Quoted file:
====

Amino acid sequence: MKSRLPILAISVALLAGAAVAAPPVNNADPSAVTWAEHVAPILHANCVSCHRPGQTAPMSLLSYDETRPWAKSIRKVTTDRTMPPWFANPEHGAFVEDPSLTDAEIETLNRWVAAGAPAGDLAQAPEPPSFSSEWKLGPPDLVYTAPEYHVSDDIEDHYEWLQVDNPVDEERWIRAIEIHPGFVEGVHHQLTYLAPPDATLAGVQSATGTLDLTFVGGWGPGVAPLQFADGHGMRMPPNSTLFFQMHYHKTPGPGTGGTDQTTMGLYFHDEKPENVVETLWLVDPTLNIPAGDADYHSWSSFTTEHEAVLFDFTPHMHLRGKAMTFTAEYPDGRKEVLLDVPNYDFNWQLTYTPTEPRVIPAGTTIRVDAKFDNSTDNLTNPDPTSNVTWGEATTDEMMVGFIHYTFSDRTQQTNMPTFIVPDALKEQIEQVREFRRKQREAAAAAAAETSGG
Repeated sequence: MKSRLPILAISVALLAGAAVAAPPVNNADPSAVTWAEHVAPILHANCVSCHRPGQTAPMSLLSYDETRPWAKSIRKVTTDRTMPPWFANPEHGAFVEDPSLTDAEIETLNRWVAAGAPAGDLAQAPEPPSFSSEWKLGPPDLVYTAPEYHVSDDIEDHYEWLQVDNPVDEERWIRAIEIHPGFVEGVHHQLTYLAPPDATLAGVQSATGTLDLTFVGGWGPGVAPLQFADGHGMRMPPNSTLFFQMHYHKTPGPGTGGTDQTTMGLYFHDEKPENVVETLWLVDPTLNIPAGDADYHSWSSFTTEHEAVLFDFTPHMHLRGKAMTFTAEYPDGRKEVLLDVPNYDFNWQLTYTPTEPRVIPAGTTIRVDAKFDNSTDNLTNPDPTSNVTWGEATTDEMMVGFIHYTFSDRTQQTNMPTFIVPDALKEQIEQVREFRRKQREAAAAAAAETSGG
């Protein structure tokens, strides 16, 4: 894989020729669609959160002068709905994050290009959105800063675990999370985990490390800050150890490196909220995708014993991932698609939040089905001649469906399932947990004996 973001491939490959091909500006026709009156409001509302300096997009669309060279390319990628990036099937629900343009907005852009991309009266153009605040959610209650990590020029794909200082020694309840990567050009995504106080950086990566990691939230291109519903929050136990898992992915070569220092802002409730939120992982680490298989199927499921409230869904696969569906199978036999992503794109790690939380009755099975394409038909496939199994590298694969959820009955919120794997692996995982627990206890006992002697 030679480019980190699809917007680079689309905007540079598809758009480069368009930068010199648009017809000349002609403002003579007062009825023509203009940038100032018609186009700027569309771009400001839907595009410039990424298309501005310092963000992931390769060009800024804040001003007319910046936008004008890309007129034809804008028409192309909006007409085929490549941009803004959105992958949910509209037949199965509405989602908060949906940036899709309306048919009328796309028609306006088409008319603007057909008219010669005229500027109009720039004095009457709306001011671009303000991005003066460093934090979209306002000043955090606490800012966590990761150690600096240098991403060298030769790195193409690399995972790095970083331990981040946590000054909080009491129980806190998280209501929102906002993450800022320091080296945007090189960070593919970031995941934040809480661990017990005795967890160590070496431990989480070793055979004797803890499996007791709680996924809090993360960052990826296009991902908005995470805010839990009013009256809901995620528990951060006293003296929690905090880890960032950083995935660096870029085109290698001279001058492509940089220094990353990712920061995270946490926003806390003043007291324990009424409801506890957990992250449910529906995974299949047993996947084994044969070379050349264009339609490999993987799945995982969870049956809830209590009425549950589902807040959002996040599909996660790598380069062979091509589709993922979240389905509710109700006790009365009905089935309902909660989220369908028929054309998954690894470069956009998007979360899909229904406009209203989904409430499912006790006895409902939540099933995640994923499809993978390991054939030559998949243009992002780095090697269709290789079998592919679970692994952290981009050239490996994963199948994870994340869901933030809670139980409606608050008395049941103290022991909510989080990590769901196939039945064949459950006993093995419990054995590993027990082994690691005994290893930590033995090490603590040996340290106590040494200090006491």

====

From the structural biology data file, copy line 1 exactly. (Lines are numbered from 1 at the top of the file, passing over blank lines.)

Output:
Amino acid sequence: MKSRLPILAISVALLAGAAVAAPPVNNADPSAVTWAEHVAPILHANCVSCHRPGQTAPMSLLSYDETRPWAKSIRKVTTDRTMPPWFANPEHGAFVEDPSLTDAEIETLNRWVAAGAPAGDLAQAPEPPSFSSEWKLGPPDLVYTAPEYHVSDDIEDHYEWLQVDNPVDEERWIRAIEIHPGFVEGVHHQLTYLAPPDATLAGVQSATGTLDLTFVGGWGPGVAPLQFADGHGMRMPPNSTLFFQMHYHKTPGPGTGGTDQTTMGLYFHDEKPENVVETLWLVDPTLNIPAGDADYHSWSSFTTEHEAVLFDFTPHMHLRGKAMTFTAEYPDGRKEVLLDVPNYDFNWQLTYTPTEPRVIPAGTTIRVDAKFDNSTDNLTNPDPTSNVTWGEATTDEMMVGFIHYTFSDRTQQTNMPTFIVPDALKEQIEQVREFRRKQREAAAAAAAETSGG